With all the eager anticipation surrounding Apple’s press event tomorrow, I’d like to stall the speculations with an ode to my absolute favourite Apple product (and a plea to upgrade it): the iPod nano.
I’ve been getting a little nervous recently. Apple is known for ruthlessly pushing forth and usurping much-loved older versions of its products with younger ones – it’s akin to that time Skins creators axed pretty much the entire cast of the first and second series without warning, outraging the entire young adult population across the world. Those new to Apple products might be drooling over the newest model’s features, but for more weathered fans who’ve grown attached to their favourites, replacement doesn’t go down well.
Case in point: while the company updated its iPod touch earlier on this year, it quietly murdered the classic model that changed the portable music world, as all traces of it were erased from its online store (RIP, clickwheel). I fear my beloved iPod nano could soon suffer the same fate, although I haven’t forgotten, of course, that it left its own wake of destruction in the form of the discontinued iPod mini.
It all started one Christmas back in 2005 at the tender age of 13: my very first music-player came in a sleek black box, complete with suede case and headphones. It was beautiful, all 2GB of it. Even with that aluminium back which attracted fingerprints like nobody’s business.
I remember when Apple ran its replacement program a few years ago. It was difficult to part with, but into the post went my trusty steed and I received a shiny, new, square-shaped iPod nano instead – and it was 8GB. Getting used to shaping my hand around it felt like learning to walk, but I managed eventually.
Between these 6th gen nanos and my original one were a host of others in a range of colours. The clickwheel was gradually phased out as touch-screens took over (much to my disgruntlement), but the iPod nano, in its various forms, remained a steady staple in Apple stores and in the hands of antisocial teenagers on buses across the country.
Apple finally released a 16GB model in 2008, but as of 2012’s 7th generation upgrade, there still isn’t a 32GB option. Now this is something which I’d love Apple to address, since 16GB just isn’t enough for a decade’s worth of iTunes library. Am I asking for too much?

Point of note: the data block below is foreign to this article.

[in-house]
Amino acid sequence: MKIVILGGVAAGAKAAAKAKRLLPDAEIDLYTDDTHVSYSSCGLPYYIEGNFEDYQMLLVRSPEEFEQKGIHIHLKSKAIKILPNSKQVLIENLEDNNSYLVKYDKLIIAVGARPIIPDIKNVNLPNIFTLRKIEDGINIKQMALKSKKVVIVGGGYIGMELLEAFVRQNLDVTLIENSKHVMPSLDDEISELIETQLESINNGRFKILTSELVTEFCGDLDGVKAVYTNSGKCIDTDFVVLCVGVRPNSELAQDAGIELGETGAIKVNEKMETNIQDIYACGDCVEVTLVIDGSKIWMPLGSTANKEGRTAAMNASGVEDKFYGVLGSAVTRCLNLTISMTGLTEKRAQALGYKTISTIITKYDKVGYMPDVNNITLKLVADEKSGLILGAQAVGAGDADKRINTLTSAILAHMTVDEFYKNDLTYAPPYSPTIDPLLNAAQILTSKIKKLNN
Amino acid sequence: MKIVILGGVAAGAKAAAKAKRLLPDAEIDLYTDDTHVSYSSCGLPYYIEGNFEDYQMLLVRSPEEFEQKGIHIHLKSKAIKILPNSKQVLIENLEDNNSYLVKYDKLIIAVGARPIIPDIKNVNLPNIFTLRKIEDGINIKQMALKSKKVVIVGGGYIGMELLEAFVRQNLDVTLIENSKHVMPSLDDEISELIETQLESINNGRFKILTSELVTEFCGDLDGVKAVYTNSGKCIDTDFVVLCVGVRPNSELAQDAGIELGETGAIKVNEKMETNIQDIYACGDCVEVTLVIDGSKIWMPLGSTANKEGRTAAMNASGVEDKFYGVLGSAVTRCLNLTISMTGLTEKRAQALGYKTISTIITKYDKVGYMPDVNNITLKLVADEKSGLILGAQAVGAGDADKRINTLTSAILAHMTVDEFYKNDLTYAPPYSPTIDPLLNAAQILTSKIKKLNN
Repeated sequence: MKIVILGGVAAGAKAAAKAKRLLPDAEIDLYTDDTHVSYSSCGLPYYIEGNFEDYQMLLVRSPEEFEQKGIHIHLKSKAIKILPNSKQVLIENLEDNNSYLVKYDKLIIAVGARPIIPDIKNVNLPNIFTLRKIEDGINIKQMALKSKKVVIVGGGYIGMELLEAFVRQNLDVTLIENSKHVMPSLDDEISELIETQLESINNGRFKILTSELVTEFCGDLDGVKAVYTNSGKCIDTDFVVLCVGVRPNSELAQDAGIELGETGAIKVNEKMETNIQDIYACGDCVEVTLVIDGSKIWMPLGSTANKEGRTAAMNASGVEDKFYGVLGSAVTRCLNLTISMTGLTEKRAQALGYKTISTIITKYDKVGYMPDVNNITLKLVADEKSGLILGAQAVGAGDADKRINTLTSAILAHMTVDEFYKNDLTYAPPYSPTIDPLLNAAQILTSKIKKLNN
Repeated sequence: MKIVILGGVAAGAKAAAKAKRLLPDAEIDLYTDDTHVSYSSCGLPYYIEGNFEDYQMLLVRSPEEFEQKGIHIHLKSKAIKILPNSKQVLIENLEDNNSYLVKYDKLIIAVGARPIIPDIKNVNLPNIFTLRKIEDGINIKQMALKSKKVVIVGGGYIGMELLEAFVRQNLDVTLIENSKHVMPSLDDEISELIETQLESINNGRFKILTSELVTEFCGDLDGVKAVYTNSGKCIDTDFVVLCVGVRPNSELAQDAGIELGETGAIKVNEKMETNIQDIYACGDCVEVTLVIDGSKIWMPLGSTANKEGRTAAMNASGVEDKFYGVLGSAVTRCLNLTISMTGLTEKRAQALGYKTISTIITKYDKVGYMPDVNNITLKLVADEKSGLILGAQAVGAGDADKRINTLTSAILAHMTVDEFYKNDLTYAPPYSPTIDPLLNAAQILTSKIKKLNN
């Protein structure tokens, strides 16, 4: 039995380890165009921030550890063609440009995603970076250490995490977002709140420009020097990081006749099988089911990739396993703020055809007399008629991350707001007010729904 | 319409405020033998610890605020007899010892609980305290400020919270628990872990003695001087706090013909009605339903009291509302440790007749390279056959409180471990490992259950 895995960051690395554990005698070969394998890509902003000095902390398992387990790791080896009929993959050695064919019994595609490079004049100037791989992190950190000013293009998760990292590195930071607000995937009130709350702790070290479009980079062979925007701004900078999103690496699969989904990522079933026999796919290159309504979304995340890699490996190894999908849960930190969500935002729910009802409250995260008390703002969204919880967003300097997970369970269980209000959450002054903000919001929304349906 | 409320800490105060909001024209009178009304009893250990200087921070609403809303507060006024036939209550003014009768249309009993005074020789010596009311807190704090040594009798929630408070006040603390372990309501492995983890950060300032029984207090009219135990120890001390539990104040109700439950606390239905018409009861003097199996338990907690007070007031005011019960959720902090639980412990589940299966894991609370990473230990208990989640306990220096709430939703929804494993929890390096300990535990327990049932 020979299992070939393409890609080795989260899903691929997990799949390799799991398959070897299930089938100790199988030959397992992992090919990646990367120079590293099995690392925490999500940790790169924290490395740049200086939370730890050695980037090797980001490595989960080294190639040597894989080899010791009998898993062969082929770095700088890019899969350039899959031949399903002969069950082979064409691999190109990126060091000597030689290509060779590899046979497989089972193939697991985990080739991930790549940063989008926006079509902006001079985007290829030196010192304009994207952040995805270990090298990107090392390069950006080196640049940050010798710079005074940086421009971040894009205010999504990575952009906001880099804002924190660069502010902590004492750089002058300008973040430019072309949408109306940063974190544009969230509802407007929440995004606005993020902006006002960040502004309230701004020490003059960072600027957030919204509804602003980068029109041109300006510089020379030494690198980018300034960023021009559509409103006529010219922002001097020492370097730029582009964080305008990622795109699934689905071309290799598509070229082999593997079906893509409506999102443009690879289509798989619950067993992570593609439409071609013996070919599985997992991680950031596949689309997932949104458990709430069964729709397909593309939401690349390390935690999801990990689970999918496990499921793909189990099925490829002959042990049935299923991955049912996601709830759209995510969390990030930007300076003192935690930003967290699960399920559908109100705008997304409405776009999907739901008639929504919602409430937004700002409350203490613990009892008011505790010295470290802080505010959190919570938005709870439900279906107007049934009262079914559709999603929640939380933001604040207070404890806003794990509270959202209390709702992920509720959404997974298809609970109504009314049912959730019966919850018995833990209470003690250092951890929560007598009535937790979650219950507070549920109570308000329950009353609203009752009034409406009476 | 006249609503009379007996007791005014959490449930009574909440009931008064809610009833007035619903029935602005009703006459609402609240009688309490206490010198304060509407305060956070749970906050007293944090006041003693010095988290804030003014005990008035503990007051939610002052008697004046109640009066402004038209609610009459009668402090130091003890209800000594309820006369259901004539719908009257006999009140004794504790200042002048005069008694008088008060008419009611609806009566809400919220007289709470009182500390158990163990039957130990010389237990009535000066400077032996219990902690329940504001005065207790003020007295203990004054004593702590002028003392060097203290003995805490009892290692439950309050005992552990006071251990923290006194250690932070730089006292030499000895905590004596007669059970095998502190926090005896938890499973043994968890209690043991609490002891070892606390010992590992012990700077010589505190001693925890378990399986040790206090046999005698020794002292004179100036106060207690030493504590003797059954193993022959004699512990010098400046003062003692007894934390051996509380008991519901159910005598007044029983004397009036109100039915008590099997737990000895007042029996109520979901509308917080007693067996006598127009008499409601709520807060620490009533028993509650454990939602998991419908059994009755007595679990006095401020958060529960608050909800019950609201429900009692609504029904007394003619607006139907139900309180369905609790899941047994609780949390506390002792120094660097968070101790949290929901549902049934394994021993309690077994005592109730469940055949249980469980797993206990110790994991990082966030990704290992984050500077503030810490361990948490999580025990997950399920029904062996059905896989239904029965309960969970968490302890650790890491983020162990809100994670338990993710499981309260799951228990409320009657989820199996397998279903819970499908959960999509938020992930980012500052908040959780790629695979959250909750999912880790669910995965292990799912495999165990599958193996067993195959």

Nowadays, it’s the iPhone that’s everywhere. I remember internally groaning when it was first released; I could see how this was going to go. It would ultimately merge together all the functions of different devices until it forced iPods into obsolescence.
If the iPhone is a Class A form of technology, then iPod nano is the gateway. Smartphone-phobic parents like mine can be assured that their child is listening to music or radio and ONLY these things, free from the potentially problematic WiFi connection of the iPod touch or the inevitable distractions of an iPhone. Life is so simple with iPod.
So here is my plea, on behalf of all the early-twenty-somethings like me (assuming I’m not alone in this), who haven’t succumbed to the omnipresence of the iPhone. We grew up with flip-phones and Bebo; nanos are part of that era. We want to stay loyal to the brand that defined the way we listened to music as teenagers; don’t force us to abandon it by neglecting and rejecting the best extant, albeit updated, product from those years.
But iPod nanos – and I suppose pre-2010 iPods in general – represent more than just functional nostalgia for me. They represent a time, which seems innocent now, before phones could do everything. A time when you would pick individual devices based on their merits; when if you lost your phone it didn’t also have to mean saying goodbye to every photo, video, conversation and song you’d ever accumulated. A time when my music player was simply that.
So Apple, if you’re listening: iPod nano is still much-loved. But if you could finally bump its memory up to 32GB, so much the better.
Main image: Pittaya Sroilong at Flickrcc